TEXT BY SARAH STEBBINS
PHOTOGRAPHED BY BRIAN VANDEN BRINK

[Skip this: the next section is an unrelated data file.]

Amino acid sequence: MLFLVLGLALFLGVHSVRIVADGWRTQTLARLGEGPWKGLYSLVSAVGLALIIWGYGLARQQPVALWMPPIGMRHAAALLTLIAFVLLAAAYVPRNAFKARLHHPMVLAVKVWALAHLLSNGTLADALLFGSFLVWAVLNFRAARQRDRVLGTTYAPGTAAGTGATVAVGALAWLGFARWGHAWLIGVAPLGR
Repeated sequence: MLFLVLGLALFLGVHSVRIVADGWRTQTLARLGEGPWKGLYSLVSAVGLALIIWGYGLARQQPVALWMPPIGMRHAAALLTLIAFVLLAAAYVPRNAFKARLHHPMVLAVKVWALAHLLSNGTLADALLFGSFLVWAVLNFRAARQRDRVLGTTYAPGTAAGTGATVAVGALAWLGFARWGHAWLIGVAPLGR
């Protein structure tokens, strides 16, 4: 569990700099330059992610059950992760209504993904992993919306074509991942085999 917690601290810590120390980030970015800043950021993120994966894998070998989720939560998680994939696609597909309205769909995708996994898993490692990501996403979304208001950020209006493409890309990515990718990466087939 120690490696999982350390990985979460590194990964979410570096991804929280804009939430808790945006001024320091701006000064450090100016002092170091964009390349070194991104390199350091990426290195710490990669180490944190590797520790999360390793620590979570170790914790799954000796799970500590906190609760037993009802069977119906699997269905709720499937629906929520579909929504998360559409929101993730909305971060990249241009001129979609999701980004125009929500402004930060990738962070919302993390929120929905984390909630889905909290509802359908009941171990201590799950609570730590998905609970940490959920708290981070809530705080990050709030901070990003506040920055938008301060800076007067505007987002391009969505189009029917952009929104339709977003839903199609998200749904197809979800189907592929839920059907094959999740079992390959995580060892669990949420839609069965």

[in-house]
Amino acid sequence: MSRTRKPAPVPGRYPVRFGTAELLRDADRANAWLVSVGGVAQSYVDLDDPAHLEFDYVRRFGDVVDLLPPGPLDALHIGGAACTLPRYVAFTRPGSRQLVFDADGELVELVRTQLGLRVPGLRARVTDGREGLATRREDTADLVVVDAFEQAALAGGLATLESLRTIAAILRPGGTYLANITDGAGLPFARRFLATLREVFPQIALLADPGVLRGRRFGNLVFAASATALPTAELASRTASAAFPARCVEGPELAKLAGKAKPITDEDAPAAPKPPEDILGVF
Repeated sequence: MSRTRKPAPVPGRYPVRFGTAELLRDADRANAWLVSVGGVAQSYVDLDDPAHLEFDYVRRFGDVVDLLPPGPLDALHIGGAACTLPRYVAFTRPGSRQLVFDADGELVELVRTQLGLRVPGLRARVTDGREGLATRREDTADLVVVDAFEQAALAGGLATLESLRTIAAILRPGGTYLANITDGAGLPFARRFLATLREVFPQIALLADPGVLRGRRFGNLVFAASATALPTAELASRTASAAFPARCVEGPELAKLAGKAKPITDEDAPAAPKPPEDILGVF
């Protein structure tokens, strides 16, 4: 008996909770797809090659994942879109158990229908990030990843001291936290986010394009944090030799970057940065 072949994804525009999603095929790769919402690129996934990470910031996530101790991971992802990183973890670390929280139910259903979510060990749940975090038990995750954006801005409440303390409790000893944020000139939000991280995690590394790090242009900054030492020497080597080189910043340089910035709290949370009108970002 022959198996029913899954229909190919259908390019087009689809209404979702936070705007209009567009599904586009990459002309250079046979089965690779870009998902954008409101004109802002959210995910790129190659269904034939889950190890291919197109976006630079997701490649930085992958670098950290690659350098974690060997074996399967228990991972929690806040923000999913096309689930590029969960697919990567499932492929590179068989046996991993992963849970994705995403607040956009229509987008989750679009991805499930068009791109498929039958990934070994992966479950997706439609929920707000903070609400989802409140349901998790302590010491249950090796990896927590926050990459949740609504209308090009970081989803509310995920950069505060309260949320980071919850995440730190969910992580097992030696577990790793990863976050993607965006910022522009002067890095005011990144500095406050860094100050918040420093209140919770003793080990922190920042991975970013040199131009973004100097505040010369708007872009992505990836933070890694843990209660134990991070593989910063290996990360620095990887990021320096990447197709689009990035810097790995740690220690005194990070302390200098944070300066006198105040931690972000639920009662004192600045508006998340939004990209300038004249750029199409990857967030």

Sequestered at the far end of a Sorrento camp compound, a gabled cottage was designed not for guests, but for their hosts. Linked to the main house by a 15-foot-long enclosed entryway, the annex was, in concept, the highlight of an architectural effort John Priestley, of Rockport’s Priestley + Associates Architecture, calls “as exciting as the back side of a refrigerator.” The existing pared-down 1960s boxes, clad in gray-stained boards, seemed to spurn their wooded coastal setting, says Priestley, who applied “a more traditional vocabulary” of roof overhangs, pine-green trim, western-red-cedar shingles, and fieldstone foundations to the buildings and a new guesthouse. A new glass-walled-and-ceilinged entryway delivers the owners to their suite, where 12- and 16-foot-wide sliding glass doors usher in the forest and island-speckled bay and a shingled lantern frames the wavering fir branches overhead. “It feels settled in the woods and comfortable, like it belongs,” Priestley says, and, surely, so do its occupants.